Next New Networks, a New York-based Internet start-up run and backed by former executives of MTV and Nickelodeon, is expected to announce plans Thursday to begin a series of video-oriented Web sites--what the company calls micro-networks--on niche topics like do-it-yourself fashion, comic books, car racing and cartoons.
The company's founders include Herb Scannell, who as a top executive at Nickelodeon in the 1990s was responsible for introducing such enduring fare as SpongeBob SquarePants. Another founder, Fred Seibert, was the first creative director at MTV and was behind many of the channel's early flourishes, like the "I Want My MTV" slogan.
The company is also expected to announce that it has received $8 million in seed capital, in part from the Pilot Group, a media investment firm run by Robert W. Pittman, who created MTV and later overhauled Nickelodeon.
Jonathan F. Miller, the former chief executive of America Online, who was a Nickelodeon executive in the 1990s, has also invested and will join its board. Other investors are Spark Capital, a Boston venture capital firm, and the European division of Benchmark Capital, which backed eBay.
Next New Networks plans to blend elements of old and new media into a type of hybrid entertainment that is different from traditional television and user-generated sites like YouTube. Its various Web properties will revolve around professionally produced videos of three to eight minutes, which it plans to pitch to sponsors as safe and predictable places to advertise online.
Many of the programs will solicit contributions from their audiences, but the company will screen submissions before they approved as final product. The company plans to generate some programming itself while also identifying talented video contributors and bringing them into the Next New Networks fold.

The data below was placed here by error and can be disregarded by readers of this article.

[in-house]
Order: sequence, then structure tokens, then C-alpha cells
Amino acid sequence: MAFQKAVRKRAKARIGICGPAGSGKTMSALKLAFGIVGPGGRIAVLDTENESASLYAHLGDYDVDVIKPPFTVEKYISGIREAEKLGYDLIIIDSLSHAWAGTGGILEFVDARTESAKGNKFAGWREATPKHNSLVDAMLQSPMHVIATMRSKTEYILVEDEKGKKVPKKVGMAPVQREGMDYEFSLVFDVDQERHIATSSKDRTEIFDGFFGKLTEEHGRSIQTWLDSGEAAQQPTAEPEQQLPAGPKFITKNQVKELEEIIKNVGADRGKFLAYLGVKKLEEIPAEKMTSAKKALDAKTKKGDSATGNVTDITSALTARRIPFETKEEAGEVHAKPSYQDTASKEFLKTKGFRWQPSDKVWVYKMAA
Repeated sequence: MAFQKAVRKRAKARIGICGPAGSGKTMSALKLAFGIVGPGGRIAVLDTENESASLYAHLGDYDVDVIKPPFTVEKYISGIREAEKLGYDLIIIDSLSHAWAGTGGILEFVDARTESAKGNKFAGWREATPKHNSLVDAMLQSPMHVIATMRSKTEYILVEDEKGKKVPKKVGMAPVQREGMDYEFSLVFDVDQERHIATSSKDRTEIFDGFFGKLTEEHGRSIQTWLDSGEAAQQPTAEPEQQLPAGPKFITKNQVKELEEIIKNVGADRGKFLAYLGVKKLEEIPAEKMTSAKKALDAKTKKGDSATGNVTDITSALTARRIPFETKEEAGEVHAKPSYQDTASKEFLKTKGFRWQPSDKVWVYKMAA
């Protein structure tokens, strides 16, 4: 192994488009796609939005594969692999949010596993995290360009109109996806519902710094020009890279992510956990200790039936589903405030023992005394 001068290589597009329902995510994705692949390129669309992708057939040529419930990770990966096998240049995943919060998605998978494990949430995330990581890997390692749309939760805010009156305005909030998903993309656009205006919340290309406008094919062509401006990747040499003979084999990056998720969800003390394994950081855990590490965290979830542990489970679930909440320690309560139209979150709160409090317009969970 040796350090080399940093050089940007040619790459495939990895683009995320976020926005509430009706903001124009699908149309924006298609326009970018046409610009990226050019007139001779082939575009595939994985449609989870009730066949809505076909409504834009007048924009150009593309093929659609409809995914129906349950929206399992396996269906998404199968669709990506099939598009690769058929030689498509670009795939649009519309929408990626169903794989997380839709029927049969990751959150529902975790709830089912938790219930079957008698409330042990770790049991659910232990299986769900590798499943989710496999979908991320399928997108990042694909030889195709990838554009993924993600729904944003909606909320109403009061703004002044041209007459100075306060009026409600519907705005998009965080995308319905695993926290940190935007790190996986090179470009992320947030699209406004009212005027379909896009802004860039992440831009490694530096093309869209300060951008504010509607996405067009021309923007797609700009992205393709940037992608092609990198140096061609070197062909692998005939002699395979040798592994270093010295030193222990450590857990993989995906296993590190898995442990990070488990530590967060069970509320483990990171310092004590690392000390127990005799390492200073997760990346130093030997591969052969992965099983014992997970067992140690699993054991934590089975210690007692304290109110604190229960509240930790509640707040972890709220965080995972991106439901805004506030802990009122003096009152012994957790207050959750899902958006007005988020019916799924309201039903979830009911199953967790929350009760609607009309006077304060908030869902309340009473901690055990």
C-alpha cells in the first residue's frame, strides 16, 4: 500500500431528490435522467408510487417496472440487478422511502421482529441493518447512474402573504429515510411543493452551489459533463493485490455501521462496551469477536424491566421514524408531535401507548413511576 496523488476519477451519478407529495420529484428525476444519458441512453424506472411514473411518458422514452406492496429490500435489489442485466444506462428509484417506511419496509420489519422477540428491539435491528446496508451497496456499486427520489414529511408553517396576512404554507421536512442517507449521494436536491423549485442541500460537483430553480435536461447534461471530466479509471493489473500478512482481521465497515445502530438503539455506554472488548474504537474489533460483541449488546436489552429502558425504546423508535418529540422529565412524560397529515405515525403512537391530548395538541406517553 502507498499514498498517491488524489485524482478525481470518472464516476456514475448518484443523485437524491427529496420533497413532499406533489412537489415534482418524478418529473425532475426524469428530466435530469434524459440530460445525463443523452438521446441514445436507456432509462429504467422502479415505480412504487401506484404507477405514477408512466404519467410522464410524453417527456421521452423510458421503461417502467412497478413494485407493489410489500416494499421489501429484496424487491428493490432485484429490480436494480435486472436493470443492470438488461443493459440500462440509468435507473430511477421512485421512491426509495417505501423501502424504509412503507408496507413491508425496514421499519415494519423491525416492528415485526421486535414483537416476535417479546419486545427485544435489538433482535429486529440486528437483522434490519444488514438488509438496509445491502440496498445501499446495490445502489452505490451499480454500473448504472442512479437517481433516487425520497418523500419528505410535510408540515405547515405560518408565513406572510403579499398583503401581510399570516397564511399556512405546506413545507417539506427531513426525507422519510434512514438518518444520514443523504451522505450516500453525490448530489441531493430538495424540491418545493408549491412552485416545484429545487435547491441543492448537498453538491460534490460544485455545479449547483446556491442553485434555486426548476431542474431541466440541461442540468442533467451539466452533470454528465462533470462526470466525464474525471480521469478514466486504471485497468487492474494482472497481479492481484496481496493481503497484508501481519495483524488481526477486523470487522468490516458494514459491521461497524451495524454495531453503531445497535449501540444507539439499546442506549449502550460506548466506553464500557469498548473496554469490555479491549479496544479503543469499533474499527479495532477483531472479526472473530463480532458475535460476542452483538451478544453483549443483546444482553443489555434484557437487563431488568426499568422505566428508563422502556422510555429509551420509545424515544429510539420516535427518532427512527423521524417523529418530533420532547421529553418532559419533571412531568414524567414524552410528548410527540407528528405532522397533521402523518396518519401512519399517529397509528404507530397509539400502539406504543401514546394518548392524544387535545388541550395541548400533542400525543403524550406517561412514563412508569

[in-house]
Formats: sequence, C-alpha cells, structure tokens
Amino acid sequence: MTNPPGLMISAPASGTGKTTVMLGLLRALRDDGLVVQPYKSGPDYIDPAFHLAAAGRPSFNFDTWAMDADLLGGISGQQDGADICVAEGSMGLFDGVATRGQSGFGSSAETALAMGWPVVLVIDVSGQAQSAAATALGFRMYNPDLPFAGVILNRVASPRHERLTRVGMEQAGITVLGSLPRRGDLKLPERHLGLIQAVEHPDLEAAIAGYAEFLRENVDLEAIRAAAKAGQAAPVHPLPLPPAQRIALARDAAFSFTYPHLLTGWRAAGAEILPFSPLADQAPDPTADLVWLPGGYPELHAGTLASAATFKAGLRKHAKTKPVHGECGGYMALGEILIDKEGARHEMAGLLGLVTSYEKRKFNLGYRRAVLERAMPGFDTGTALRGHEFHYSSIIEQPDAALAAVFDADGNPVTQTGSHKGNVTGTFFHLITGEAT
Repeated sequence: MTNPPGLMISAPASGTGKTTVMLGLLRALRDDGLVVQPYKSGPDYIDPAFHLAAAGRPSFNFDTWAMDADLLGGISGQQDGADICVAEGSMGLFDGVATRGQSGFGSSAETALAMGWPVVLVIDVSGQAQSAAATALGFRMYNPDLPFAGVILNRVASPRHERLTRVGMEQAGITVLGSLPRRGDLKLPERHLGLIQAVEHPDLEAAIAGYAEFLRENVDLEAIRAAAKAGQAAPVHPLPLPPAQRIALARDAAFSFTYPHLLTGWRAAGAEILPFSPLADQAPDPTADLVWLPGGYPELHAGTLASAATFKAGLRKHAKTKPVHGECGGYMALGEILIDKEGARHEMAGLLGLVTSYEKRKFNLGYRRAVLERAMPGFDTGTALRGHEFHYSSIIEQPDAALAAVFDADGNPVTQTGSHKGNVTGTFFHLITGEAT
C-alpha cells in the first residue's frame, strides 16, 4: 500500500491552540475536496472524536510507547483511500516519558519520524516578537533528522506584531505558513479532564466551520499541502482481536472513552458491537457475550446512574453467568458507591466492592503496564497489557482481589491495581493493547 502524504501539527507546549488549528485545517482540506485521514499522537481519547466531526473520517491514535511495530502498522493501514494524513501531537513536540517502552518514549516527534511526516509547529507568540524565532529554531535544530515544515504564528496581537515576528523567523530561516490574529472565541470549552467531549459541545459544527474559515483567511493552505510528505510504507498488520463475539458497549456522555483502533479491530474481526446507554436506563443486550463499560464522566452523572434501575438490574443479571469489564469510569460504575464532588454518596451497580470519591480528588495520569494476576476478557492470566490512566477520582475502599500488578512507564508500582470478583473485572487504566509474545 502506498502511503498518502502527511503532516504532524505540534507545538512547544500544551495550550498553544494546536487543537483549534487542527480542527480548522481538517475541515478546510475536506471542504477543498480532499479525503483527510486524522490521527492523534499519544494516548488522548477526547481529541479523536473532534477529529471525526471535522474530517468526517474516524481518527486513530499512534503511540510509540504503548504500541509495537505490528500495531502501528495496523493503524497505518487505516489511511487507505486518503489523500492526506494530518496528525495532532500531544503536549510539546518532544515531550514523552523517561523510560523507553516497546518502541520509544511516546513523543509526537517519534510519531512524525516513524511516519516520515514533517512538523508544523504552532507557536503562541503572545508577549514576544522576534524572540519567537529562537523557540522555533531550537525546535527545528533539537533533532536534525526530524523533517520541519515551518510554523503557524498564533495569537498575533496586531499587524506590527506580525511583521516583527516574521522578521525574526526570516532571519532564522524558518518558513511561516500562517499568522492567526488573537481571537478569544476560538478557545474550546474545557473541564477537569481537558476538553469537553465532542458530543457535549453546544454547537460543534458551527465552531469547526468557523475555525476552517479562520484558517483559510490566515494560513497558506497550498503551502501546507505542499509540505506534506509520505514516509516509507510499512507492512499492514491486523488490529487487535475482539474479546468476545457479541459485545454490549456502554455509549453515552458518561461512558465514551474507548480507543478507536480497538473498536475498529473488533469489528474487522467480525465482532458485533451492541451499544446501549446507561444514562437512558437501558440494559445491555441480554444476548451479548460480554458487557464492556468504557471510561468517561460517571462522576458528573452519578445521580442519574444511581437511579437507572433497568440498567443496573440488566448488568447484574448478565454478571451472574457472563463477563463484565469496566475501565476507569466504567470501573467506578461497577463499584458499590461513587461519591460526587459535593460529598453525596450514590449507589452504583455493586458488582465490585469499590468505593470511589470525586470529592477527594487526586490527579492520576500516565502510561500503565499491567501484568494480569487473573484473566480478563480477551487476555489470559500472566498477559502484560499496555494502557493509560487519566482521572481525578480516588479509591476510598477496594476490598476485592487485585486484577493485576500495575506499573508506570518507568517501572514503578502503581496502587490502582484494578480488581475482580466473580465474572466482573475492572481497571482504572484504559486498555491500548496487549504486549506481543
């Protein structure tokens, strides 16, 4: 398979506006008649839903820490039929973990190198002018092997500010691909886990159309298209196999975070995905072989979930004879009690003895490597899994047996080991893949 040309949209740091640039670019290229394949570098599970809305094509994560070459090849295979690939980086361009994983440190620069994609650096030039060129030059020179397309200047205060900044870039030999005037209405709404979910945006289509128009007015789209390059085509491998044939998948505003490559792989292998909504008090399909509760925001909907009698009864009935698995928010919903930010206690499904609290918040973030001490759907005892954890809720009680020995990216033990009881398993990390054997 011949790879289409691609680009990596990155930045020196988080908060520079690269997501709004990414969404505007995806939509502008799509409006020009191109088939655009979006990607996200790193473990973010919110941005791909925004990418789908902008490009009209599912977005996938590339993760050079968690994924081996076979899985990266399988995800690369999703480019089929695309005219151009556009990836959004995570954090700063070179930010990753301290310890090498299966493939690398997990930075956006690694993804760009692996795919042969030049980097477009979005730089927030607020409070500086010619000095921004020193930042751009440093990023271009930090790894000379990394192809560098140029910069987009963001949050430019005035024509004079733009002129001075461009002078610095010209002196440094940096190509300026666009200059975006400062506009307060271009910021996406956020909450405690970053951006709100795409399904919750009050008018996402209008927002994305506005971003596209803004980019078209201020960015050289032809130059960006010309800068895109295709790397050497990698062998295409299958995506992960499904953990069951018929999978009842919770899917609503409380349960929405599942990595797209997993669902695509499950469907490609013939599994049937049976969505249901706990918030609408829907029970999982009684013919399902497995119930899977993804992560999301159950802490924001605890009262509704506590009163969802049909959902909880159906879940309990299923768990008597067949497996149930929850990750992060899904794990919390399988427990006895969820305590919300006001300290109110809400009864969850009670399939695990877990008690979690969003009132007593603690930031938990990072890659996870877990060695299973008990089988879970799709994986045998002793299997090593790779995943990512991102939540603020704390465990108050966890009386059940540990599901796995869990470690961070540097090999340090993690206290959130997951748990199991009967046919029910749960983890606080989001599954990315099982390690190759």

It is starting with six Web sites, including , which features a daily news program for auto enthusiasts, and , which offers a five-minute weekly show with MTV-style anchors who discuss the homemade-clothing culture.
Seibert, the creative director, is bringing two existing video sites to the network: Channel Frederator, a weekly program on animation, and VOD Cars, a curated collection of video clips from the car culture.
The founders believe the Internet offers a programming opportunity similar to the early days of cable, which traditional media firms are not exploiting.
"The nature of big media companies is about incumbent brands and repurposing and refashioning their material for the Web," said Scannell, the chief executive. "We have no incumbent brands. We're a white sheet for creative people.?
Miller, who left America Online last October under pressure from his bosses at Time Warner, cited the founders' cable experience as the reason he is backing the company.
"To me these guys are returning to their roots," he said. "They are unshackled from large media environment where it is much more about what your quarterly goals are, and can go back to developing new networks and ways of communicating with audiences."
In part, Next New Networks is also challenging the idea that the chaotic terrain of sites like YouTube and MySpace can be a friendly place for advertisers.
"Video sharing is awesome, but advertisers are knitting their brow," Scannell said. "They want to know what they're backing. There is a place for brands to deliver something that is consistent."
Some statistics may support those doubts. According to recent estimates by Bear Stearns, YouTube earned only $15 million in all of 2006. Google bought YouTube in October for $1.65 billion. MySpace, owned by the News Corp., has also struggled to bring masses of advertisers onto the social network, where much of the content is unfiltered and therefore a concern to advertisers.
Though it is beginning with just six Web sites, Next New Networks has aggressive plans. It says it has the capital to begin or acquire 30 new shows in the next two years, each serving a specific hobbyist community. Possible new topics include pets and the world of ideas, as well as additional shows about cars and fashion. If the business flourishes, the plan is to expand to 100 programs in five years.
The company, with 13 employees, says it will experiment with various concepts but will not hesitate to cancel shows that are not attracting enough viewers.
"It is built into our emotional palette from the beginning that we have to be ready to kill the things that don't work," Seibert said.